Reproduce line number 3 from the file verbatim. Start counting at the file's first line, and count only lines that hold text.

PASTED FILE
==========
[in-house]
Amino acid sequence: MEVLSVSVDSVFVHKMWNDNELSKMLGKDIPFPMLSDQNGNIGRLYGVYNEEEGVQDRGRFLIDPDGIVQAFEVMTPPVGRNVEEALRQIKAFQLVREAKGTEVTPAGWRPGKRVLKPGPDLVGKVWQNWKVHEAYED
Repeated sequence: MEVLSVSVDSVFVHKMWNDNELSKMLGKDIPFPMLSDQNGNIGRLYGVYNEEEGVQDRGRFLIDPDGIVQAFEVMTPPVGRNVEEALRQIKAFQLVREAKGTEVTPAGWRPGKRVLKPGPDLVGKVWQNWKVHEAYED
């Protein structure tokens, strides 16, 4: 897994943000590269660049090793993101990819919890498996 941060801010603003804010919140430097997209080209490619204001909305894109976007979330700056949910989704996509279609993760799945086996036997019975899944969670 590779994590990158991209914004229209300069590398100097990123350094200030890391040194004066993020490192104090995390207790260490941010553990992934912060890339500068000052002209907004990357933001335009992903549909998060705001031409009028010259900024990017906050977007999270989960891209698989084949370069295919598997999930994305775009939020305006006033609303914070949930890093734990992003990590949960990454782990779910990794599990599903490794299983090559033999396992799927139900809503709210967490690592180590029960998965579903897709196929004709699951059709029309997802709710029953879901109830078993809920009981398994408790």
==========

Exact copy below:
Repeated sequence: MEVLSVSVDSVFVHKMWNDNELSKMLGKDIPFPMLSDQNGNIGRLYGVYNEEEGVQDRGRFLIDPDGIVQAFEVMTPPVGRNVEEALRQIKAFQLVREAKGTEVTPAGWRPGKRVLKPGPDLVGKVWQNWKVHEAYED